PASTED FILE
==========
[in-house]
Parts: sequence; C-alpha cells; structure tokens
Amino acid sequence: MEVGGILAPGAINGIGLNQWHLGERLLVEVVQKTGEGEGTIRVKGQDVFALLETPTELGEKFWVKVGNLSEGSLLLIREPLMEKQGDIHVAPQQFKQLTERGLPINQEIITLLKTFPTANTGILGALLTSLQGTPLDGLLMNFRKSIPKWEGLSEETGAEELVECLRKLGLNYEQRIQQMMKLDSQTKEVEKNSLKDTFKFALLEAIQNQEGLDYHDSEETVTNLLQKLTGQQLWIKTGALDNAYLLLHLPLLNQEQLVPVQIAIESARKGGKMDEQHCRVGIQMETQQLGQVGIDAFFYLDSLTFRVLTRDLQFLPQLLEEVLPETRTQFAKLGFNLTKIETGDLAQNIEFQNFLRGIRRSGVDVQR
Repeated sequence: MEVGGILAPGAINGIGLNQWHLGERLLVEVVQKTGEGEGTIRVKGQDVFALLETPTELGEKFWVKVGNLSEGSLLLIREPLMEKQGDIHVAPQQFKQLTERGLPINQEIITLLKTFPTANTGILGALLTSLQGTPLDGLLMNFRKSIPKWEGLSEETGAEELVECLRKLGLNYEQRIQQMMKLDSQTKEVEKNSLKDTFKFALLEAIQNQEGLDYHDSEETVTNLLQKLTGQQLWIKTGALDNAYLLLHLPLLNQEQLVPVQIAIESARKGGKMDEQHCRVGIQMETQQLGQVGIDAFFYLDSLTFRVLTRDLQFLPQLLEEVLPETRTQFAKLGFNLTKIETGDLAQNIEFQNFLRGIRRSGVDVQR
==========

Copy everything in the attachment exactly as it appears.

[in-house]
Parts: sequence; C-alpha cells; structure tokens
Amino acid sequence: MEVGGILAPGAINGIGLNQWHLGERLLVEVVQKTGEGEGTIRVKGQDVFALLETPTELGEKFWVKVGNLSEGSLLLIREPLMEKQGDIHVAPQQFKQLTERGLPINQEIITLLKTFPTANTGILGALLTSLQGTPLDGLLMNFRKSIPKWEGLSEETGAEELVECLRKLGLNYEQRIQQMMKLDSQTKEVEKNSLKDTFKFALLEAIQNQEGLDYHDSEETVTNLLQKLTGQQLWIKTGALDNAYLLLHLPLLNQEQLVPVQIAIESARKGGKMDEQHCRVGIQMETQQLGQVGIDAFFYLDSLTFRVLTRDLQFLPQLLEEVLPETRTQFAKLGFNLTKIETGDLAQNIEFQNFLRGIRRSGVDVQR
Repeated sequence: MEVGGILAPGAINGIGLNQWHLGERLLVEVVQKTGEGEGTIRVKGQDVFALLETPTELGEKFWVKVGNLSEGSLLLIREPLMEKQGDIHVAPQQFKQLTERGLPINQEIITLLKTFPTANTGILGALLTSLQGTPLDGLLMNFRKSIPKWEGLSEETGAEELVECLRKLGLNYEQRIQQMMKLDSQTKEVEKNSLKDTFKFALLEAIQNQEGLDYHDSEETVTNLLQKLTGQQLWIKTGALDNAYLLLHLPLLNQEQLVPVQIAIESARKGGKMDEQHCRVGIQMETQQLGQVGIDAFFYLDSLTFRVLTRDLQFLPQLLEEVLPETRTQFAKLGFNLTKIETGDLAQNIEFQNFLRGIRRSGVDVQR